The Huffington Post ran a story
on Gay Marriage and Buddhism. More specifically on what the Buddhist “take” on gay marriage is. More on that later…first a comment from the Dalai Lama:
“Dalai Lama rejected same-sex relationships to the surprise of many convert Buddhists, who sometimes too easily assume that Buddhist ethics are consistent with their typically progressive views….”
Yup, he sure did. I never really much liked the Dalai Lama nor Tibetan Buddhism in general but this did sort of cinch the deal for me with that particular Buddhist sect. However, his views to seem to encourage more exploration (compared to most conservative Christian commentaries) on the subject rather than a straight out dismissal of gay marriage. And Buddhist ethics do tend to be rather vague and I think that is done for the specific reason of allowing the person to determine what they believe and not some guru or roshi.
“He did, however, advise gay Buddhist leaders to investigate further, discuss the issue, and suggested that change might come through some sort of theological consensus…”
“the Dalai Lama does not speak for all Buddhists … he speaks for one slice of the world’s Buddhist population. The vast majority of Buddhists do not practice in his tradition — however much they respect and admire him — and the Tibetan texts the Dalai Lama refers to were written centuries after the Buddha had come and gone…”
So the question is still open. What does Buddha say about gay marriage? Nothing.
Thanissaro Bhikkhu, abbot of the Metta Forest Monastery in southern California, the Buddha never forbade gay sex for lay people as far as we know. “When he drew the line between licit and illicit sex, it had nothing to do with sexual tastes or preferences,” he says, citing early texts. “He seemed more concerned with not violating the legitimate claims that other people might have on your sexual partner.”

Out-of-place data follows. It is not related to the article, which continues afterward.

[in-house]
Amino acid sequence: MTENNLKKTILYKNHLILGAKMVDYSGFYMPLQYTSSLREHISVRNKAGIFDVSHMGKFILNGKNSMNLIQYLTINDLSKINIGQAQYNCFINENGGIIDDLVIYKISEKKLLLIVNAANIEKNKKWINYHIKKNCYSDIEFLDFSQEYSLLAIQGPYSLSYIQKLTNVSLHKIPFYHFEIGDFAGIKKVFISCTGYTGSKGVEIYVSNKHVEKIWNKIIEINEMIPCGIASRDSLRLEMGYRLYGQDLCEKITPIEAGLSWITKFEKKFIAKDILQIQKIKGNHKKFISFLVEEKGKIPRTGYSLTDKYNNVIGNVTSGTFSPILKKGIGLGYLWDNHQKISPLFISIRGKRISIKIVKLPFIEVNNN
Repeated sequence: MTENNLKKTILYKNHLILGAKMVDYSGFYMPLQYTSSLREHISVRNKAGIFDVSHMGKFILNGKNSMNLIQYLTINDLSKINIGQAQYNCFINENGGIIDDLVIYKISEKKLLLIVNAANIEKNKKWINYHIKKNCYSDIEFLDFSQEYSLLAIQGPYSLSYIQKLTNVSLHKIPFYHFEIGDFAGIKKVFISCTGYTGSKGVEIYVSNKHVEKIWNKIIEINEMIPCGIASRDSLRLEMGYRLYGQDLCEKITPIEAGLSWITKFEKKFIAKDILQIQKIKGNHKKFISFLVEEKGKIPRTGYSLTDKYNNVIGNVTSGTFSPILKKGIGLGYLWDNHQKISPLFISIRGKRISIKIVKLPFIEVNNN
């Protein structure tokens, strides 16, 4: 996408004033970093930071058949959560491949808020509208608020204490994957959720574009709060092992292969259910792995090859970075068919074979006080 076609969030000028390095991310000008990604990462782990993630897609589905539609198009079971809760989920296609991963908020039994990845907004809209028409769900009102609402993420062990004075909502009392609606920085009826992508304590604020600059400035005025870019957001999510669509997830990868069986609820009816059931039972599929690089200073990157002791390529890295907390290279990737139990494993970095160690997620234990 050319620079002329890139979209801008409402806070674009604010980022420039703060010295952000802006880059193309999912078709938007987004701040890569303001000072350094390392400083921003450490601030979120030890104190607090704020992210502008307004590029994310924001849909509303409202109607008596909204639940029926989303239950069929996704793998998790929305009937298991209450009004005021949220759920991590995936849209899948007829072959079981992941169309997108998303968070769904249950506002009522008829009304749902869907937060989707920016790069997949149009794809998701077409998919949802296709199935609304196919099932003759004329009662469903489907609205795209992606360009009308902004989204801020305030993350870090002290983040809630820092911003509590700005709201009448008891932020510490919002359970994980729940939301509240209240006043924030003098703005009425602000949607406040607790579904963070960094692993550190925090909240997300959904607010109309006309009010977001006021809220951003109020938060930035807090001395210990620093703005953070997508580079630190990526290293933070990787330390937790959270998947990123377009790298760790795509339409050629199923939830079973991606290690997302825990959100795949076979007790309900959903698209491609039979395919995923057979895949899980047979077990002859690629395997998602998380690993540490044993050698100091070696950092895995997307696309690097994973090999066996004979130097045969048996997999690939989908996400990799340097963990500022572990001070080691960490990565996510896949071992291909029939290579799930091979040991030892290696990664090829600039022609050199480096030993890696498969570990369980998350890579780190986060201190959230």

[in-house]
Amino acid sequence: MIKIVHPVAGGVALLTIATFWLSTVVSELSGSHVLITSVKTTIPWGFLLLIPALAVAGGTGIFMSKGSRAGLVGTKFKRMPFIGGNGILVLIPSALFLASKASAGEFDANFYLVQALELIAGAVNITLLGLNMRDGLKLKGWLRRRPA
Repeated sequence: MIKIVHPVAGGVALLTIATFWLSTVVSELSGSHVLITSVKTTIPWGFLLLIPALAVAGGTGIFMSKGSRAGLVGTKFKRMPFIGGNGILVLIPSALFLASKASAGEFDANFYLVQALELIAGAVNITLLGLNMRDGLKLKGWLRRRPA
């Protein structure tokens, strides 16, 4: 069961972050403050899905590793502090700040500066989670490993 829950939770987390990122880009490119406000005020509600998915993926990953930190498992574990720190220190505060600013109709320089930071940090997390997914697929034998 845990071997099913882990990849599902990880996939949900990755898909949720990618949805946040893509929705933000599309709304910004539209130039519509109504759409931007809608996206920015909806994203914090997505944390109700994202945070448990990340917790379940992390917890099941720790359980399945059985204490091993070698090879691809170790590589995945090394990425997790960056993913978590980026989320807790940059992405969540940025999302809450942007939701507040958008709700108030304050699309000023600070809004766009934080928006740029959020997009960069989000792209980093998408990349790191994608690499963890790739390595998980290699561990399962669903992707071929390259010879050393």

The Buddhist ethical principle, right action, is probably the closest prohibition to sexual preferences that I can find in the Buddhist canon. The Eightfold Path contains contains this tenet which involves the body as natural means of expression and refers to deeds that involve bodily actions.
Basically bad body actions leads to bad actions of the mind and right body leads to right mind. Right action pretty much plays out like this:
- Do no harm to others.
- Do not take what is not given.
- Abstain from sexual misconduct
In respect to sexual relationships, as long as they are harmless to others (including the individuals in the relationship), go with it. I think the 5 Mindfulness Training of Thich Nath Hanh
says it best:
“Aware of the suffering caused by sexual misconduct, I am committed to cultivate responsibility and learn ways to protect the safety and integrity of individuals, couples, families, and society. I am determined not to engage in sexual relations without love and a long-term commitment. To preserve the happiness of myself and others, I am determined to respect my commitments and the commitments of others. I will do everything in my power to protect children from sexual abuse and to prevent couples and families from being broken by sexual misconduct.”
[I would like to hear more about this…if you have any information of the specifics of Buddhism and the topic of homosexuality, I would greatly appreciate your comments]
[Edit: Check this link for a BBC story on Thai Buddhists monasteries changing some internal codes because gay buddhist monks tend to act too “flamboyant” with a great commentary here via The Freethinker]